Graphite One has the only large, advanced-stage, high-grade graphite deposit in the United States. The growing importance of this essential industrial mineral is adding to the value of domestic supplies as users seek secure sources of this critical material. The United States presently imports all of its natural supplies of graphite.
Graphite is a critical component in a wide range of industrial and consumer products. It is becoming ever more important as many new applications are emerging.
Graphite has unique physical and chemical properties which make it essential in a wide variety of industrial applications. For example, graphite is uniquely suited to withstand extremely high temperatures as well as being corrosion resistant.
Graphite is also a crucial component in most electric batteries. The rapid emergence of new battery technologies for use in portable electronic devises and electric vehicles has accelerated the growth in demand for graphite. Other emerging high tech applications, including graphene, are pointing to a further boost in demand for this mineral. Two articles in this issue provide more background on graphite and graphene.
While demand for graphite has been growing, and is poised to further accelerate, supplies have been constrained: China, which supplies 70% of the global graphite market, is restricting exports to satisfy its domestic needs. Not surprisingly, the price of graphite has more than doubled over the past three years and users are growing concerned about the security of supplies. The US makes synthetic graphite in order to assure supplies of high-purity material that is critical to certain applications. The synthetic material is far more expensive than natural graphite.
The Graphite One management team, foreseeing the evolution of the graphite market and the strategic importance of a domestic source of supply, acquired the Graphite Creek project in 2012. Since then, they have made a great deal of progress in advancing that past producing project toward development. Most importantly, they have established a large, high-grade compliant resource which ranks the deposit by far the best available in the country.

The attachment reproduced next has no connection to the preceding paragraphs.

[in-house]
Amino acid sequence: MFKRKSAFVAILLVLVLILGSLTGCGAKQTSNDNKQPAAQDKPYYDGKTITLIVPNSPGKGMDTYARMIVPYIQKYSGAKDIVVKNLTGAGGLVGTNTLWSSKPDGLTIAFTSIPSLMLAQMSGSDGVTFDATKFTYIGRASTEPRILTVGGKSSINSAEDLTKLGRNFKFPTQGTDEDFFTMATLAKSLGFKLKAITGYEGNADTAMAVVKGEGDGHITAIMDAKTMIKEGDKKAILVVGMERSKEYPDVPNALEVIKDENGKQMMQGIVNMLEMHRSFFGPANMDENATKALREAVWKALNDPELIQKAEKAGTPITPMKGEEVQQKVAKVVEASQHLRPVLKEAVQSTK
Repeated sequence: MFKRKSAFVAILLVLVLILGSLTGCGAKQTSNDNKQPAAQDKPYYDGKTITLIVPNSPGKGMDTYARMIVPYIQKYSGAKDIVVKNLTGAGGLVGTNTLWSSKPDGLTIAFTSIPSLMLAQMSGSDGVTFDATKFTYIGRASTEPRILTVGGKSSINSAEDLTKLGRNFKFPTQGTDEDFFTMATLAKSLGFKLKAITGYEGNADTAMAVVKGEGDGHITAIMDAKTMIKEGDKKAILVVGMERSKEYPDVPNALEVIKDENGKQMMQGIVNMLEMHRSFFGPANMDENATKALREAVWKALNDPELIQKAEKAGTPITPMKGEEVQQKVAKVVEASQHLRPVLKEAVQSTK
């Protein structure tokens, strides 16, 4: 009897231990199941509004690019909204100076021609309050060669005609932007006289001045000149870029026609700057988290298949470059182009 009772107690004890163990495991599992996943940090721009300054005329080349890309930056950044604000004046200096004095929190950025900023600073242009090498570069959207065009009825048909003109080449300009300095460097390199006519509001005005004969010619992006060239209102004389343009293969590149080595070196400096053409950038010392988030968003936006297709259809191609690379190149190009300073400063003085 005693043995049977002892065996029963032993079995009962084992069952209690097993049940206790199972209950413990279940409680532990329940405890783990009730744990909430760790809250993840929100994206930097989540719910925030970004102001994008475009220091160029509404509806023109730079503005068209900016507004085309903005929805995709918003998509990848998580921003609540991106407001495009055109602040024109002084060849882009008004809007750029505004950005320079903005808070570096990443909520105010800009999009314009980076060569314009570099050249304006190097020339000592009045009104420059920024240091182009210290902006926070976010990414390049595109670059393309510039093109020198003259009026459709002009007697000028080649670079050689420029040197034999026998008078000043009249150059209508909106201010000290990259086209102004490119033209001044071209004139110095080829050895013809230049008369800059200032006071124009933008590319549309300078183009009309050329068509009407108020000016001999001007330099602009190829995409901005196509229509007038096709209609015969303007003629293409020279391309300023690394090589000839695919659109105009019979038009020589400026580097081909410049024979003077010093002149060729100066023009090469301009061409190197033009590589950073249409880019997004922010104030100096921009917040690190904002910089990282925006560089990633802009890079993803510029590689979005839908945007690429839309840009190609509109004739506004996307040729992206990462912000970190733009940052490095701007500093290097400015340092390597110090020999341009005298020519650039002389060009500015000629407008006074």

The Graphite One management team has had considerable success in prior ventures, with both junior and large company experience:
- Anthony Huston, president and director, is a successful entrepreneur with a background in business development and finance.
- Dean Besserer, vp exploration and director, was a principal and managing director of APEX Geoscience, a highly regarded international geological consulting firm. He has considerable exploration experience, including graphite.
- Peter Kleespies, director, has 25 years of experience in mineral exploration and mine development projects, having worked for both junior and senior companies.
- Jim Currie, director, is a mining engineer with over 34 years of experience in the mining industry. He worked in executive management roles for First Quantum Minerals, Miramar Mining and New Gold, where he was executive vice-president and COO.
- John Williamson, advisor, has more than 25 years of experience, including 18 years in the management, development and governance of public companies conducting worldwide mineral exploration and mining.